Proserpine Magistrate’s Court
and disqualified from driving for a total period of nine months after pleading guilty to charges of unlicensed and drink-driving.
The 46-year-old shipwright was intercepted on Manooka Drive, Cannonvale, at 3.45am on February 25.
Police prosecutor Elizabeth Cassells said Horne admitted consuming alcohol that night but said he thought he would be alright to drive.
When Horne was unable to produce his licence, police conducted checks, which revealed he was currently disqualified.
Ms Cassells said this was his second drink-driving offence within a very short period of time “and the most concerning feature is that the readings are increasing”.
Duty lawyer Sherrie Meade said Horne was not proud of himself and genuinely believed he wasn’t over the limit at the time of committing the offence.
Swiss-Australian Ryan Peter Kaser was fined $880 after pleading guilty to possessing dangerous drugs and drug-related utensils.
At 6am on February 25, police executed a search warrant at Kaser’s Proserpine address finding 1g of cannabis, brass and water pipes and an electric grinder covered with cannabis residue.
The 21-year-old labourer admitted the items were his and told police he bought three grams of cannabis on the previous night.
Police prosecutor Elizabeth Cassells noted that Kaser had already been before the court on previous drug offences for which he was given the benefit of drug diversion.
Magistrate Haydn Stjernqvist warned Kaser that this was his last chance, saying he had low levels of tolerance for these types of offences, which seemed to be so prevalent in the community.
Matthew James Keam, 40, said he was embarrassed about contravening a police direction and committing a public nuisance offence.
At 12.55am on February 18, police were called to a disturbance at Magnums, Airlie Beach, where Keam had been asked to leave after displaying behaviour that included allegedly urinating in the bathroom sinks. Police gave him an official move-on direction, requiring him to leave the Airlie CBD and not return until after 6am.
At 1.20am Keam was seen sitting at McDonald’s. Police instructed him to leave but he apparently yelled and swore at them instead.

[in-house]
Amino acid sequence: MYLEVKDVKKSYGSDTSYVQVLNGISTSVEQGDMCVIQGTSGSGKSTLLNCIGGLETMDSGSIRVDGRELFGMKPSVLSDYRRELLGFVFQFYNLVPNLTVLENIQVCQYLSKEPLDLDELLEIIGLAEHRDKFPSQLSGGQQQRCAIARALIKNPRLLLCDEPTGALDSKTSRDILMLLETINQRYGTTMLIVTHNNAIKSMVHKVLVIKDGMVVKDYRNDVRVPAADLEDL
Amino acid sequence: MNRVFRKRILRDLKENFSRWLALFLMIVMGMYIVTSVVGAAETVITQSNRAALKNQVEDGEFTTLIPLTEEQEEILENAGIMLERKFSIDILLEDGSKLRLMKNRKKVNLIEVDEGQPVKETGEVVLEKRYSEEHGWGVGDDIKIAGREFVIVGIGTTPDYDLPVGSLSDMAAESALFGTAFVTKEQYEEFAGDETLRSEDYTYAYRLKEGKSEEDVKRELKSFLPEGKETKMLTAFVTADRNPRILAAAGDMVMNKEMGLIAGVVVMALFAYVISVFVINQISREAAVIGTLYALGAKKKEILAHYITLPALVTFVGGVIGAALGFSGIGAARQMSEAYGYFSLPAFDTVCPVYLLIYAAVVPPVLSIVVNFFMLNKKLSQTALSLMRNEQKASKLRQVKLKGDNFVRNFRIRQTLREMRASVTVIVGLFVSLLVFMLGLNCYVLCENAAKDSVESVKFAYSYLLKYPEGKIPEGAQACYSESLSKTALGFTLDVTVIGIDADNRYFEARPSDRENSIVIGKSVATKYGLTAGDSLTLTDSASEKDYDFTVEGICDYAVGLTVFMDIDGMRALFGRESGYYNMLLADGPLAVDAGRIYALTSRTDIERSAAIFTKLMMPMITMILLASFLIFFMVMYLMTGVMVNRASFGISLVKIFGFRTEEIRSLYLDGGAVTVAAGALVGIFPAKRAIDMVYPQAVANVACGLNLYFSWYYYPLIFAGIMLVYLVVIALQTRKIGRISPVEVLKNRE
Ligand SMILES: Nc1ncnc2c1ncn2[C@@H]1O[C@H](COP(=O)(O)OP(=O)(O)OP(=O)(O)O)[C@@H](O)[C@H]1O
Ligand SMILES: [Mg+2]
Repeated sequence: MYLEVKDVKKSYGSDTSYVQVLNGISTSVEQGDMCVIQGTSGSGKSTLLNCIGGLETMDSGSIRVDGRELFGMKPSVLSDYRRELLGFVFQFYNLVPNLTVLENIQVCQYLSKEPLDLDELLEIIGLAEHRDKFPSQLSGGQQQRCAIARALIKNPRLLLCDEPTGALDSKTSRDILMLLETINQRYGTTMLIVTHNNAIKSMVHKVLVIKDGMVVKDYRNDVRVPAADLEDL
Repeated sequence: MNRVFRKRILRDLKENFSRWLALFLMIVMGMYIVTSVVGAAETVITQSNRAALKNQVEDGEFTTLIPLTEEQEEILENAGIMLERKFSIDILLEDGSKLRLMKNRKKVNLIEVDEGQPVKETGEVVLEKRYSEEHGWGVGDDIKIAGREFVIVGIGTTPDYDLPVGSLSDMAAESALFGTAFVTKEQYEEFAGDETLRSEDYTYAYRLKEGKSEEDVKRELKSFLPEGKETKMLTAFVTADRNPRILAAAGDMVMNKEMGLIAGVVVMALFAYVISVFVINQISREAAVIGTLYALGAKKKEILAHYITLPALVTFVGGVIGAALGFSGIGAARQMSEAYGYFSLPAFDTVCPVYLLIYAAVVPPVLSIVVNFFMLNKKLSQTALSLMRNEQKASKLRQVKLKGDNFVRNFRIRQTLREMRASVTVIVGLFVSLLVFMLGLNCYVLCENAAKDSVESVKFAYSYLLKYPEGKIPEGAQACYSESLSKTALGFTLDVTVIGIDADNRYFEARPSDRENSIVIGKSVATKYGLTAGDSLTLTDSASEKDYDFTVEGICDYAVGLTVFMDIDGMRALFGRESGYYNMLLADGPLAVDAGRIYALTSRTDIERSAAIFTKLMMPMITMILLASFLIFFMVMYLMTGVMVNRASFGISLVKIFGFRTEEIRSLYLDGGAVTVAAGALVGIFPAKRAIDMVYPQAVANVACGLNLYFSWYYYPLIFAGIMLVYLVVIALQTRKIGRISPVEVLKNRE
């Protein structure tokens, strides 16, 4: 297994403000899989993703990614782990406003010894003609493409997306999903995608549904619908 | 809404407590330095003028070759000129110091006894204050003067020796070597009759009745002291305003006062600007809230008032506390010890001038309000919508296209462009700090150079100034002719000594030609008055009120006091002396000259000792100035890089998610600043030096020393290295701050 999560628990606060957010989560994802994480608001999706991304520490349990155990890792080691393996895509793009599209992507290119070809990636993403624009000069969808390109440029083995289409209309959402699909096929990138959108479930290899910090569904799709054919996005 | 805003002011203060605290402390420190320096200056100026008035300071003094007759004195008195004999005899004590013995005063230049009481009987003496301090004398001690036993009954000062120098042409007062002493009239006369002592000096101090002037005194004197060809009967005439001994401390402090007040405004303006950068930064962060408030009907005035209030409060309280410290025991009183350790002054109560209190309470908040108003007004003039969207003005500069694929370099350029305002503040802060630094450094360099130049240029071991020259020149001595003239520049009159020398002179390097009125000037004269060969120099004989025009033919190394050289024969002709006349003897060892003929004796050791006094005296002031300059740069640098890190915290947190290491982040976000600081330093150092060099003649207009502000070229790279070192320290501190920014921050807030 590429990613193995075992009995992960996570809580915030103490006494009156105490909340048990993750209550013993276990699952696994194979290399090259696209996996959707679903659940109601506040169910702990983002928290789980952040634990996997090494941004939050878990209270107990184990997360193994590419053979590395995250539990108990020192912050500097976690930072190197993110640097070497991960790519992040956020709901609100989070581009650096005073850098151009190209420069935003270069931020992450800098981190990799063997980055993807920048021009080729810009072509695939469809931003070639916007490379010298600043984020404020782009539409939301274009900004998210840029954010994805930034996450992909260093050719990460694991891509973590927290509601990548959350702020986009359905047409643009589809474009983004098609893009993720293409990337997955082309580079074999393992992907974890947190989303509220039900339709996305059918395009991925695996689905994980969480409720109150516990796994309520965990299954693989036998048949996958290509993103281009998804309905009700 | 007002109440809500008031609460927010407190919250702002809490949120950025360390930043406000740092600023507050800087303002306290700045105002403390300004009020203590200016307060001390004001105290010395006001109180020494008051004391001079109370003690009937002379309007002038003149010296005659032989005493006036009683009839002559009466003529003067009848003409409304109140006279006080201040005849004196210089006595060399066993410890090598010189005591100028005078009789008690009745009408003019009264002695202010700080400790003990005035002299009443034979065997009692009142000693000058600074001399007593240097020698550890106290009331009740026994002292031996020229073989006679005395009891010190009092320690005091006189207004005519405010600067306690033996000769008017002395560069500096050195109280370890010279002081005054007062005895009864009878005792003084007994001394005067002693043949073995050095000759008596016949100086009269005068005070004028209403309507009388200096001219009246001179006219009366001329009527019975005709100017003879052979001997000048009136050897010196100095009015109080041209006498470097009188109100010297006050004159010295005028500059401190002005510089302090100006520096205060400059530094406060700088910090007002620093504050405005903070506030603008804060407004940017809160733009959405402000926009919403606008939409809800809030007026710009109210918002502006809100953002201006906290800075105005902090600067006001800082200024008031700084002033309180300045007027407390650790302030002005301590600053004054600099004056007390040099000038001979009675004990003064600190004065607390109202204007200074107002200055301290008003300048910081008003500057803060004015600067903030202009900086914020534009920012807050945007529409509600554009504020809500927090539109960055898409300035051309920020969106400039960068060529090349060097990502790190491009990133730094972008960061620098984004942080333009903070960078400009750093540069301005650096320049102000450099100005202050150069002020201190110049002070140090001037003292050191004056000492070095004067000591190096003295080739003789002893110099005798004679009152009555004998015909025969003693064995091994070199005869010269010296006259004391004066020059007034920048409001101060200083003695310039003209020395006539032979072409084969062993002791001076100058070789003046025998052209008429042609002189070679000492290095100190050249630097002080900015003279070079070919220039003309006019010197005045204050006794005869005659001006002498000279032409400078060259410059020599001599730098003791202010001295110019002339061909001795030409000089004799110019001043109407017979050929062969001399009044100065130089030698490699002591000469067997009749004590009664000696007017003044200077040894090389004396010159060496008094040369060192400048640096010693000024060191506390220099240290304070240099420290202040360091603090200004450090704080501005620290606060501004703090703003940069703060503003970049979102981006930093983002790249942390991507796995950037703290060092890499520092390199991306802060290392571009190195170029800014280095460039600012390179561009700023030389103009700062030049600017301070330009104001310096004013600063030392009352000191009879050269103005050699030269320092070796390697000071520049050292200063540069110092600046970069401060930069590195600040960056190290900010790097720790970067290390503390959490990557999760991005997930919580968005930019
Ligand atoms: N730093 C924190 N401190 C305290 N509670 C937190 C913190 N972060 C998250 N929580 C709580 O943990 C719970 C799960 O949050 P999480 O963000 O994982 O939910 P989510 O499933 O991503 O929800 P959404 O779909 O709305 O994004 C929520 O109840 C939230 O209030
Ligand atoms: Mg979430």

Police prosecutor Elizabeth Cassells said he was warned about his use of offensive language and eventually arrested.
Magistrate Haydn Stjernqvist said this was a common occurrence in Airlie Beach, where people got “out of shape” in licensed premises and were told to go home as a result.
“[But] everyone thinks home is McDonald’s and it’s not,” he said.
Keam received a $550 fine.
Fahron Jeffrey Kirkman pleaded guilty to obstructing a police officer in the performance of his duties.
At 1.30am on February 22, Kirkman was issued with a liquor infringement notice after being escorted from the premises at Magnums Hotel a total of four times.
Police prosecutor Elizabeth Cassells said before police had finished with him, the 19-year-old started walking away. She said he then resisted arrest and laughed at police when they attempted to gain control.
In court on Monday, Kirkman had nothing to say in his defence. He received a $330 fine.
Make or break
Paul Michael Lamborne was placed on probation for 12 months after pleading guilty to possessing dangerous drugs.
At 9.40am on February 21, Lamborne was intercepted by police while driving a red Toyota Hilux on Conway Road.
Police noticed scissors, a metal spoon and saline eye solution sitting in the centre console of the car and conducted a further search as a result, finding 2.9g of green leafy material determined to be cannabis, in the first aid kit.
Police prosecutor Elizabeth Cassells noted the last three entries on Lamborne’s criminal history were all drug-related offences.
Duty lawyer Sherrie Meade said the 47-year-old admitted using cannabis to help him sleep at night due to the isolation and prevalence of mosquitos where he lived.
“Well, I’ve heard a lot of excuses Mr Lamborne, about why people use cannabis, [but] not before ever, have I heard of it being used in lieu of a mosquito coil,” magistrate Haydn Stjernqvist said.
Mr Syjernqvist said Lamborne’s probation order would be “make or break” due to a condition requiring him to submit to drug testing.
“Cannabis won’t stop mosquitos from biting,” he said.
“[And] if you’ve got an underlying condition, such as depression, THC will do it no end of bad – in fact it will exacerbate it.”
A fraud charge from 2005 finally caught up with Colin Andrew Lyons, who pleaded guilty to the offence on Monday.
Police prosecutor Elizabeth Cassells said on April 10, 2004, a burglary was committed in the Ipswich/Brisbane area and on September 6, 2005, a mobile phone, matching the description of one stolen in the incident, was identified at a Cash Converters store.
Ms Cassells said Lyons received $30 for the phone and had signed documentation stating it was his to sell.
On February 14, 2014, Lyons handed himself in at the Proserpine Police Station after learning that he was a suspect in the burglary case. The 47year-old told police he was not involved in the burglary but had been living with a large number of people at the time, any of whom could have owned the phone.
“If I had known the phone was stolen I wouldn’t have cashed it in,” he told the court.
“Mr Lyons, what you did know was that it wasn’t yours to sell,” magistrate Haydn Stjernqvist replied.
Lyons was fined $440 and ordered to pay $30 in restitution costs.
Cameron Thomas Machar pleaded guilty to contravening a police direction.
At 11pm on February 21, Machar came to the attention of police for exhibiting what police prosecutor Elizabeth Cassells referred to as “drunken behaviour” outside Magnums Hotel in Airlie Beach. He was issued with a formal move-on direction, requiring him to leave the Airlie CBD until 6am
At 11.30pm he approached police outside Airlie’s McDonald’s restaurant, asking them to help him retrieve a thong he had lost in Magnums earlier that night. Ms Cassells said police told him to go home and chase the matter up the next day.